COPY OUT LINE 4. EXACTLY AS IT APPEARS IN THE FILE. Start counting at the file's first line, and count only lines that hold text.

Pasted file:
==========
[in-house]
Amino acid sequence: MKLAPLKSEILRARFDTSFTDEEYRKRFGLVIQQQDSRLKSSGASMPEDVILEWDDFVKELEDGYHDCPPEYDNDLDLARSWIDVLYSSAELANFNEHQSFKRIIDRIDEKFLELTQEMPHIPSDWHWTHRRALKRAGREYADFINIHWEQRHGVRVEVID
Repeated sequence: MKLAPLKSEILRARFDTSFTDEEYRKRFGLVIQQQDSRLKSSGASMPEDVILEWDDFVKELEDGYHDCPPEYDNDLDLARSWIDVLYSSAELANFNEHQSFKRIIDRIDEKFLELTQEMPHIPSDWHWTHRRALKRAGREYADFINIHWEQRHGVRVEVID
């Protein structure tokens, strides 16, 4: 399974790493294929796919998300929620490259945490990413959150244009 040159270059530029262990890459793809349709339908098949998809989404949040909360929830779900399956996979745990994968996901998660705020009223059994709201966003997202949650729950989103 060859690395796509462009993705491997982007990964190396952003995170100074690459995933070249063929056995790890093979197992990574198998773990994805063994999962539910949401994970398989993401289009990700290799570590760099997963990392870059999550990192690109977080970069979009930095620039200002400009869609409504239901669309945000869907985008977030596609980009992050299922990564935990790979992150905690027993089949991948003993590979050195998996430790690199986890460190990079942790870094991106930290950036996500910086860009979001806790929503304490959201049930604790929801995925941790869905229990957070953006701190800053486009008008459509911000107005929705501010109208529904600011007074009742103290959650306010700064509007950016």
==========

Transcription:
């Protein structure tokens, strides 16, 4: 399974790493294929796919998300929620490259945490990413959150244009 040159270059530029262990890459793809349709339908098949998809989404949040909360929830779900399956996979745990994968996901998660705020009223059994709201966003997202949650729950989103 060859690395796509462009993705491997982007990964190396952003995170100074690459995933070249063929056995790890093979197992990574198998773990994805063994999962539910949401994970398989993401289009990700290799570590760099997963990392870059999550990192690109977080970069979009930095620039200002400009869609409504239901669309945000869907985008977030596609980009992050299922990564935990790979992150905690027993089949991948003993590979050195998996430790690199986890460190990079942790870094991106930290950036996500910086860009979001806790929503304490959201049930604790929801995925941790869905229990957070953006701190800053486009008008459509911000107005929705501010109208529904600011007074009742103290959650306010700064509007950016």